Big Stories: December, 2018   
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    (SALEM, Ore.) - Thousands of twinkling lights and holiday cheer will brighten the winter nights of December 19th -23rd, 5:30-8pm at the Willamette Heritage Center during our annual winter festival Magic at the Mill.
    Magic at the Mill is a long-time cherished seasonal festival that celebrates connecting generations and interpreting
    Mid-Willamette Valley history. Located on the beautiful 5- acre WHC campus, Magic at the Mill provides stunning sights, a holiday market for shopping, and family-friendly fun. Guests of all ages are invited to explore our scenery and historic buildings decorated with exciting holiday lights.
    Activities for kids will include: making Victorian-era silhouettes, "reindeer food", textile weaving, storytelling with Gordon Munro-Firelight Stories, pictures with Santa, and more.
    Entertainment will include: Ballet Arts NW, Pentacle Theater, Classic Tap, Madrigal Singers, City Dance, Cheers, Figs & Thistles, Starr Studio, Luis Hubbard, Old Time Fiddlers, Young Salem Singers Club, Orchard Mountain String Band , and more. Food & Drinks will be provided by Krewe du Soul.
    Vendors will include: Fordyce Farms, Suoplushie, Wildcraft Herbarium, Snuggly Toes, The Peru Sale, SilverTide Jewelry, Phyllis Dickey, Paul Hirt, Spirit in the Clay, This Is Salem, Stargazer's Gourmet, Raison Ethique, Karabombs, Jackie Miles Photography, Daryle Ryder, Rags & Bon es, Pilgrim's Roasted Nutz, and Santiam Soap Co.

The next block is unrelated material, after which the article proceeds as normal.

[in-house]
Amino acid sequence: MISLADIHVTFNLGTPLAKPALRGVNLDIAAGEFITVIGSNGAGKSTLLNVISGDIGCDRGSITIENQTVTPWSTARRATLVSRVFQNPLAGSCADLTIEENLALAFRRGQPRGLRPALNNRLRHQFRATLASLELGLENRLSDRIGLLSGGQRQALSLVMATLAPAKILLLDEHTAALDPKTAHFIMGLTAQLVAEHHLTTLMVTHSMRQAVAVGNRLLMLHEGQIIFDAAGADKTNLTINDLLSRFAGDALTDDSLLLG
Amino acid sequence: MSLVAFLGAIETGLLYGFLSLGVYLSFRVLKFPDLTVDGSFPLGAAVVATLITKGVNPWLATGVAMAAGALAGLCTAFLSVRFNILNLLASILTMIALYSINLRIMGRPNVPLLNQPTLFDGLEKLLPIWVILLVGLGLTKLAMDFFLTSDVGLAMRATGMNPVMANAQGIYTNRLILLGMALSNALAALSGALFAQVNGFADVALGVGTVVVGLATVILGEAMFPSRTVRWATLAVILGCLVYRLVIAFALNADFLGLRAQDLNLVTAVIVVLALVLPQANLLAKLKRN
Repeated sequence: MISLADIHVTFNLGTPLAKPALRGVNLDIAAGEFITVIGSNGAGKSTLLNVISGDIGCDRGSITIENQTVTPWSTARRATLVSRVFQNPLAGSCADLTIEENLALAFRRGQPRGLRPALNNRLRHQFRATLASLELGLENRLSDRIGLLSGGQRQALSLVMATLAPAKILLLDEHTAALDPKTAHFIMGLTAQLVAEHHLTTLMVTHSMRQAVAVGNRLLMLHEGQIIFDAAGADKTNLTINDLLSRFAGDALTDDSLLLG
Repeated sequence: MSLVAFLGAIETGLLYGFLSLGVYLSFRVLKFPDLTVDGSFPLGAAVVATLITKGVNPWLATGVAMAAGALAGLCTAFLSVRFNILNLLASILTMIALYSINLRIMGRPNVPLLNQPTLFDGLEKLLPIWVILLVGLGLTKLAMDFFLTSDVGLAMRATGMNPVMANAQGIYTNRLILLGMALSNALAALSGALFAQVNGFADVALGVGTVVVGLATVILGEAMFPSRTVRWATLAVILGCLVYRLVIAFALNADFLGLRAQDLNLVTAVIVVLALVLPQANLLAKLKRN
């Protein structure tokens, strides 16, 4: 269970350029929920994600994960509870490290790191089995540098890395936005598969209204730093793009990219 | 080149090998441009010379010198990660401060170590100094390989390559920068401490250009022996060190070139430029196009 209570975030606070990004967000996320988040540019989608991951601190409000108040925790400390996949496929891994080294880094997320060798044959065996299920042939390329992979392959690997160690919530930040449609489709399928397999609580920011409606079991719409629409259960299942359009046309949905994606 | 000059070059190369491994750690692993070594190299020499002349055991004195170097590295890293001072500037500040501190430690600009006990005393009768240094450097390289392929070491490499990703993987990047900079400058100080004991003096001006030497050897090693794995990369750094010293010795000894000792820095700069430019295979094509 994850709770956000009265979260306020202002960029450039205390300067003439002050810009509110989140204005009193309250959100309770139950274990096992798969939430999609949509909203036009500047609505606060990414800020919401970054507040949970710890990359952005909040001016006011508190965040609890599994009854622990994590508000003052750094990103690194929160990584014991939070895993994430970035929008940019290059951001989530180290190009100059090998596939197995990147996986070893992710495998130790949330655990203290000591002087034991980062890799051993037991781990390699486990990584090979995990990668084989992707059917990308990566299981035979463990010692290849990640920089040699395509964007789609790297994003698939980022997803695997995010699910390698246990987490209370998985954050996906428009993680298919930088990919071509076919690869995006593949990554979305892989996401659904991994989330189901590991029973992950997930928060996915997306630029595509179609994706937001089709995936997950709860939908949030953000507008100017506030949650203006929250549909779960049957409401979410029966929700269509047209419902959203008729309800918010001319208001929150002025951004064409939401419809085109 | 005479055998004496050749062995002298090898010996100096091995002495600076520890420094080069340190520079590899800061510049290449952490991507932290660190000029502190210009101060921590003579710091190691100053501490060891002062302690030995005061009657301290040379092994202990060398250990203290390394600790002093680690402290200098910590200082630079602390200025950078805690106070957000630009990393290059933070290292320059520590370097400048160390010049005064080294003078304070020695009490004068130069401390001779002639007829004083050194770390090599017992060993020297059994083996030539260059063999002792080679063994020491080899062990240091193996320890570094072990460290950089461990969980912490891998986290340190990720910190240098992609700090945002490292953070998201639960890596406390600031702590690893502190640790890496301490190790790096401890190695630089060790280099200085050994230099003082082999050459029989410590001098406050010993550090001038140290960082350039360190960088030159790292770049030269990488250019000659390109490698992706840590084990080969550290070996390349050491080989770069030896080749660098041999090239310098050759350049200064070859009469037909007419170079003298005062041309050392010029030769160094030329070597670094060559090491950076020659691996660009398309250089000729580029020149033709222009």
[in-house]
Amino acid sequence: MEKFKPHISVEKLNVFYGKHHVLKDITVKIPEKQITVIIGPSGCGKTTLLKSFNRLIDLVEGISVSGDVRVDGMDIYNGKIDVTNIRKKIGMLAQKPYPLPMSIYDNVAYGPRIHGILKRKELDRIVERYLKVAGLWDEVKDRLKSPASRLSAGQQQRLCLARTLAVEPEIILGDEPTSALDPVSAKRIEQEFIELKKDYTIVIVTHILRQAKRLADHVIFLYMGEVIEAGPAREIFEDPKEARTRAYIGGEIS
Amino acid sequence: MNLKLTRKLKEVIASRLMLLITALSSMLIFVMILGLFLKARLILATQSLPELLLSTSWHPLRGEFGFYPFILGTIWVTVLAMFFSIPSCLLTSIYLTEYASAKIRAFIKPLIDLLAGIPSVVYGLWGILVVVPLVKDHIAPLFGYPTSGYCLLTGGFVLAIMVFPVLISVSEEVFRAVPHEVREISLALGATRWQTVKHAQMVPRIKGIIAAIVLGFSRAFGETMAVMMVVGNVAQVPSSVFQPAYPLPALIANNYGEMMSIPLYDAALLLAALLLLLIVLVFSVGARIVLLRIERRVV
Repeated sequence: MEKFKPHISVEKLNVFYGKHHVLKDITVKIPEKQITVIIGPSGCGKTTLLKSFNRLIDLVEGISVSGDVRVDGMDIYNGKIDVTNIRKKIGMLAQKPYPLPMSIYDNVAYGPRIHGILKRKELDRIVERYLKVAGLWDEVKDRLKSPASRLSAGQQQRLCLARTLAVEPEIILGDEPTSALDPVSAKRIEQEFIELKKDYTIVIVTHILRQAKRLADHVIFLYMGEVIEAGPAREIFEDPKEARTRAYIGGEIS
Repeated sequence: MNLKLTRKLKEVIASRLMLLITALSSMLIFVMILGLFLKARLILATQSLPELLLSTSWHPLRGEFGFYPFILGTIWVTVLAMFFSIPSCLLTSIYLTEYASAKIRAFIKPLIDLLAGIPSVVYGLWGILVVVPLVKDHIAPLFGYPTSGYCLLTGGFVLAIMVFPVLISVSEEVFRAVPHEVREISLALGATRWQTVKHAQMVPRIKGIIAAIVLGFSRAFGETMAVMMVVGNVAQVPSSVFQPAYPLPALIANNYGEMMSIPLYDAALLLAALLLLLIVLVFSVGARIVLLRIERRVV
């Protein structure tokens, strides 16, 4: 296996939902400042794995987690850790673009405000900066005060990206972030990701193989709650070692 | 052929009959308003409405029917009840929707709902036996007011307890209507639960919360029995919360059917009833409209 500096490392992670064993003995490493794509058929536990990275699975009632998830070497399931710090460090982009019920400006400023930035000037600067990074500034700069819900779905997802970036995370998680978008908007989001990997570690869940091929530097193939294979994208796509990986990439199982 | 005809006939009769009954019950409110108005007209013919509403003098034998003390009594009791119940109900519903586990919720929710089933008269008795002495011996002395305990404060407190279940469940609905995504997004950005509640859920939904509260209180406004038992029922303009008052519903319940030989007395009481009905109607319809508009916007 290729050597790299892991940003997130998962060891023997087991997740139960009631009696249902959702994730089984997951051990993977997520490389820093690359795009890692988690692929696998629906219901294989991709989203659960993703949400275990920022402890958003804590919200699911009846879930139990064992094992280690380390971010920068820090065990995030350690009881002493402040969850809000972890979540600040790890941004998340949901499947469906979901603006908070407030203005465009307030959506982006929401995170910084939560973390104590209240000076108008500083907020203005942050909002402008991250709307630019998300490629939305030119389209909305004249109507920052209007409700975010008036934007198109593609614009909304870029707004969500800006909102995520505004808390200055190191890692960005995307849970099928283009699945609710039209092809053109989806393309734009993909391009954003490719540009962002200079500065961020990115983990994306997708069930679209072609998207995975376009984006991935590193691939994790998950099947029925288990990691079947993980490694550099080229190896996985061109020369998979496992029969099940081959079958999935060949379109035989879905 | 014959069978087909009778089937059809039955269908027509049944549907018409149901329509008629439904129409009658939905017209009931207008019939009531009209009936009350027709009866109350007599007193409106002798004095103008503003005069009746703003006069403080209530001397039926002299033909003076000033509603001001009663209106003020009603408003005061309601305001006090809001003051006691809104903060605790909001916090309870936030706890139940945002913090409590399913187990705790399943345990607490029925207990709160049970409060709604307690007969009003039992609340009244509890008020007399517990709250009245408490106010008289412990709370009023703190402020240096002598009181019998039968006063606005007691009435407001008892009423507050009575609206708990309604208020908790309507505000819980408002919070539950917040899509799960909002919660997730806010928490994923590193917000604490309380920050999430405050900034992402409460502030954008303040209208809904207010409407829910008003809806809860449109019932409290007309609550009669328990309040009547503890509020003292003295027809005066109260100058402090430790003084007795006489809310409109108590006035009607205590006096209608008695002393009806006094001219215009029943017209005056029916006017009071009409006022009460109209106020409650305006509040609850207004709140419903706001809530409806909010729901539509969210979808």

Warm up to winter with Salem's premiere holiday event: Magic at the Mill!

    The rebirth of the Reed Opera House has begun. The once neglected and underutilized property is finally getting a facelift. Since 1870, the Reed Opera House has been one of Salem's most important historical buildings. It has been a significant part of Salem's downtown social scene playing host to numerous events, performances and fundraisers. The Reed houses several popular businesses including Chira's Restaurant, Big Derrick's Barber Shop and Hattawear, among others.
    Due to the age of the Reed, it was important to protect the building's economic and physical longevity by substantially upgrading and remodeling it. The new building owner, Scott Chernoff of Cumberland Holdings, has embraced the challenge of remolding Salem's Historic Reed Opera House.
    Chernoff, an Oregon native, bought the property along with the former Spaghetti Warehouse (120 Commercial) in early 2018. "When I first toured the Reed," said Chernoff. "I was captivated by the architecture and unique tenants. I saw it's potential to be a community hub for dining, shopping and more."